Getting off our backside and making things happen through action isn’t reserved for the males of our species. Bertha Benz is a testament to that fact.
I Love a Good Podcast
This morning, I was binging on The Way I Heard It, the ever pragmatic, always interesting Mike Rowe’s podcast. If you haven’t heard of Rowe, you’ve surely seen him. He’s the guy in the ball cap in the Ford commercials, but best known for his Discovery Channel show, Dirtiest Jobs. Each of his podcast episodes is around 10 minutes in duration, so listening to four or five on the way to and from the grocery is quite doable.
If you recall Paul Harvey’s radio show, The Rest of the Story, you’ll come to know and love The Way I Heard It.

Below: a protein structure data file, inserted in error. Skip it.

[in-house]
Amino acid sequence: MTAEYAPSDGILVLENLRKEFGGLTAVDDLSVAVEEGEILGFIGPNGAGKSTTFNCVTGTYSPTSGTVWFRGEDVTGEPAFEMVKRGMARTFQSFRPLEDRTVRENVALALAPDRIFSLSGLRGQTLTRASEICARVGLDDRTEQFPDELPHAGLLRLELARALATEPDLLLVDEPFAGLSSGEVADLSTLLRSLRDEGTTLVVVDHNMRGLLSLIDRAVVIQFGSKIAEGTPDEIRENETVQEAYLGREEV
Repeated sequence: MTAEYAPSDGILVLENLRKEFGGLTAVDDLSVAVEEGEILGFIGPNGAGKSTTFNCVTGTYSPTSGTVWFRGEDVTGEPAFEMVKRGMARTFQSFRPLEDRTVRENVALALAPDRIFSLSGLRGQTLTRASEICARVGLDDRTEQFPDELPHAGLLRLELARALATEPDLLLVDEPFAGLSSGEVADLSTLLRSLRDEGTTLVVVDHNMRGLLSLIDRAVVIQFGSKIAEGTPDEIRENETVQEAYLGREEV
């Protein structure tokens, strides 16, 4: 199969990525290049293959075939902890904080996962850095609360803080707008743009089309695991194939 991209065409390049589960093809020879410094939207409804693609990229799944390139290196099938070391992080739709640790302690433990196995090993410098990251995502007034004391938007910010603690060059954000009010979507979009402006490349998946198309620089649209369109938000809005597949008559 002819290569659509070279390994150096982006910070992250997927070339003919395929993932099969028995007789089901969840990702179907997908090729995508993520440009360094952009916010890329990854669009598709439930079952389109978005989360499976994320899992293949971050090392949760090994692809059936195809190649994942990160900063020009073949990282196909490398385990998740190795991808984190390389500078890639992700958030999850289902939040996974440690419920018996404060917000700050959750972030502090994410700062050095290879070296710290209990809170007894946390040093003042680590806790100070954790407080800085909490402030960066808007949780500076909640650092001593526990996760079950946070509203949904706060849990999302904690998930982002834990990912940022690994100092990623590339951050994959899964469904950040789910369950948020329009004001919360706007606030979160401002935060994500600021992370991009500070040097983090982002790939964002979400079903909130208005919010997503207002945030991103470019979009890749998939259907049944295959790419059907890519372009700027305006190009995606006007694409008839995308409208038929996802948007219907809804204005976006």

The subject of one episode struck me as particularly impressive this morning. And, particularly relevant to the chosen topic of this blog and my ever, but slowly, advancing book; how men can exit their funk and be and do more.
Interestingly enough, the subject of the episode was a woman; Bertha Benz.
I won’t go into great detail about the podcast; you should go and give a listen for yourself because
Rowe does high-quality work, but suffice to give a little background on Mrs. Benz. You see, she was the wife of Karl Benz, the purported inventor of the first automobile. Before the day discussed in the podcast, the longest successful “motor carriage” drive had encompassed a total of about 40 feet.
Bertha would completely destroy that record and ensure the world would no longer see her husband as an idiot. She would effectively change the course of history.
She is an example for us all. An example of what we can do, if only we would take action and do it.
Thank you, Bertha Benz. Oh, and Karl, too.